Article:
Corbin Witt is a sophomore communications major and former columnist for The State Press who has taken classes in the School for Civic and Economic Thought and Leadership.
Guilt by association has long been regarded as a foolish and unfair way to pass judgement on anything, be it a person, a program or a particular activity. Nevertheless, otherwise reasonable and informed people still routinely fall into that logical trap. Recently, a State Press article written by David Marino serves as an example of this phenomenon. The purpose of this letter is to rebut the thinking that says an idea is bad just because of who supports it.
For those who have not read the article I am referencing, it is a criticism of ASU’s new program called the School for Civic and Economic Thought and Leadership (SCETL). In the article, Marino’s reservations about the school seem to heavily rely on the governmental origins of the school, saying “I think whether the school is right-wing or not, there is no doubt that it had right-wing origins. The debate over the legislation that effectively created the school broke upon party lines, with Republicans largely being in favor and Democrats largely against in the original 2016 budget debates that created the major.”
While I won’t dispute the basis for that claim, I cannot help but question the relevance of that line of thinking. Especially because the leadership of the SCETL program already go out of their way to invite partisans on both sides as well as non-partisans to campus to speak to students, with the support of multiple other departments at ASU.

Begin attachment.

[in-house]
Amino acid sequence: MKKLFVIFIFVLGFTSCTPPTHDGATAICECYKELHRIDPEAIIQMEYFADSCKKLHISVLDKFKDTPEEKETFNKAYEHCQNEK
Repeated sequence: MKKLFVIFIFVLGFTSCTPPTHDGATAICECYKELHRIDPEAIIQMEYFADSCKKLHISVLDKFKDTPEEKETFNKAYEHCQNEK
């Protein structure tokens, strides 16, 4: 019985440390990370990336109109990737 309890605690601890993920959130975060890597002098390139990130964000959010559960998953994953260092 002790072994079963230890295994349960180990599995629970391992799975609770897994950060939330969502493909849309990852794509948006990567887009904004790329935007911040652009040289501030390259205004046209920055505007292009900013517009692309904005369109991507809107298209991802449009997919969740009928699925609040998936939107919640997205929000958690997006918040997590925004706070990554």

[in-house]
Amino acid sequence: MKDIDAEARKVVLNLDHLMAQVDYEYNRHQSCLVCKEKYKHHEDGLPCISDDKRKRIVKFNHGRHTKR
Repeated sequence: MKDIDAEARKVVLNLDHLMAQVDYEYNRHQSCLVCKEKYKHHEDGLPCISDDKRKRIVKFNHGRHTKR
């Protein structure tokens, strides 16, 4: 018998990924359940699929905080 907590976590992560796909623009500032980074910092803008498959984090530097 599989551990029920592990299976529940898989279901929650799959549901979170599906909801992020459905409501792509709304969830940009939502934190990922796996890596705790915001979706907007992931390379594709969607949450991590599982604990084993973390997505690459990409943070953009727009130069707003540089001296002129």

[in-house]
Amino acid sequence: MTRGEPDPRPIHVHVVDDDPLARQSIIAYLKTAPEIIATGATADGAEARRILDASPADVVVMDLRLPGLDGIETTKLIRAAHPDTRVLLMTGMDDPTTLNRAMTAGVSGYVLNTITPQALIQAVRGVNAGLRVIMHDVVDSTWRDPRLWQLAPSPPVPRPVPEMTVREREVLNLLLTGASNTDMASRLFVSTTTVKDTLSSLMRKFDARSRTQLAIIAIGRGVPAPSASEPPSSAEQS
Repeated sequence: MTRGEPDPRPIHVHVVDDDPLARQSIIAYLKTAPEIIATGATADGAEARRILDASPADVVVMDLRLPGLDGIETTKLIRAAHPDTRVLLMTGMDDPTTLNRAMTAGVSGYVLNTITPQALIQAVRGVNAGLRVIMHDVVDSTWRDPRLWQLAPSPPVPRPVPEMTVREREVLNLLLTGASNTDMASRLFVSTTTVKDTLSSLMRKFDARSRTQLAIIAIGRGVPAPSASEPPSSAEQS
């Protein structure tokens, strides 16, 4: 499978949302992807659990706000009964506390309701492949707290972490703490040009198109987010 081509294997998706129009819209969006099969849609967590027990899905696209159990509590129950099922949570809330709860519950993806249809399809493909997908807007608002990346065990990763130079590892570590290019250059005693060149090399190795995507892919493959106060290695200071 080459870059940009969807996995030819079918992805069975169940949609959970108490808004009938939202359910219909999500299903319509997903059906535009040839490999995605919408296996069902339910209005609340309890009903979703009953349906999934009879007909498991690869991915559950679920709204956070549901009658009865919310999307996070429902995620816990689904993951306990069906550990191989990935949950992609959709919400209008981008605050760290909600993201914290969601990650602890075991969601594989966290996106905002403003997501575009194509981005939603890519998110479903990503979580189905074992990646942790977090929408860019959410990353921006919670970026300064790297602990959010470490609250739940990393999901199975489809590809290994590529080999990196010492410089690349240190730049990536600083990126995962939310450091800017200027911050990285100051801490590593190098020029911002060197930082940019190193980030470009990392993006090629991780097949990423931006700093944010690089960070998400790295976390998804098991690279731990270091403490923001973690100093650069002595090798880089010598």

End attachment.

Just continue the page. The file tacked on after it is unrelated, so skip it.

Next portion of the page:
Take, for example, the year-long lecture series that has been sponsored by SCETL as well as the Walter Cronkite School of Journalism and Mass Communication and the Sandra Day O’Connor College of Law. This year’s topic has been "Free Speech and Intellectual Diversity."
If you are terribly worried about a Republican presence on campus, then the events put on by SCETL are actually the perfect place to go, considering the numerous liberal speakers such as Cornel West, Tom Daschle, Jonathan Haidt, Bret Weinstein, Allison Stanger and Jeremy Waldron, who have all come to engage with the community.
If you are still worried about the motivations of Republicans that would support this initiative, it may be more fruitful to ask why some Democrats are opposed to ideals of free speech and intellectual diversity.
Beyond the lecture series, which has been and will continue to be open to the public (with events recorded by Arizona PBS and posted on their website), the school’s curriculum is no more partisan than any other academic unit interested in public policy.
The school offers courses on the history of political thought, comparative research on Islamic, Hindu and Confucian philosophy, public policy debate and economics. Even Marino, while he levels accusations of politics being injected into academics, admits that he has “no problem with the teaching of any of those subjects.”
The allegation that the school is politicizing those subjects frankly does not stick when you actually speak to faculty and look into the classes. In my SCETL classes, I have witnessed professors criticize many public policy measures, without regard for who sponsors them. Students are equally free to criticize or defend any idea discussed in class, whether it comes from a conservative, liberal, libertarian or socialist worldview.
This approach to education is incredibly valuable, as students are being taught to evaluate an idea on the idea’s merit alone, rather than turning a deaf ear to people of different backgrounds. We should never be in the practice of slapping partisan logos onto that which we are afraid to engage with.
Editor’s note: The opinions presented in this letter to the editor are the author’s and do not imply any endorsement from The State Press or its editors.
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